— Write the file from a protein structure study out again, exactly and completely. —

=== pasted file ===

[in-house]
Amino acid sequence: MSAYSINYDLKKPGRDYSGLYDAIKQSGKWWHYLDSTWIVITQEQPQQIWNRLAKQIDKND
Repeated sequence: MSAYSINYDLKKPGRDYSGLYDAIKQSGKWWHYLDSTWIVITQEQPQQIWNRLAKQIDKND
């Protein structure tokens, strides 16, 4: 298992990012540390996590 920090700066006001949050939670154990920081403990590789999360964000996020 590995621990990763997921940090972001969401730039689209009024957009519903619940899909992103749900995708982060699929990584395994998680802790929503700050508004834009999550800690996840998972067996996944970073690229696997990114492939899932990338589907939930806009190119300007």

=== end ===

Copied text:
[in-house]
Amino acid sequence: MSAYSINYDLKKPGRDYSGLYDAIKQSGKWWHYLDSTWIVITQEQPQQIWNRLAKQIDKND
Repeated sequence: MSAYSINYDLKKPGRDYSGLYDAIKQSGKWWHYLDSTWIVITQEQPQQIWNRLAKQIDKND
């Protein structure tokens, strides 16, 4: 298992990012540390996590 920090700066006001949050939670154990920081403990590789999360964000996020 590995621990990763997921940090972001969401730039689209009024957009519903619940899909992103749900995708982060699929990584395994998680802790929503700050508004834009999550800690996840998972067996996944970073690229696997990114492939899932990338589907939930806009190119300007």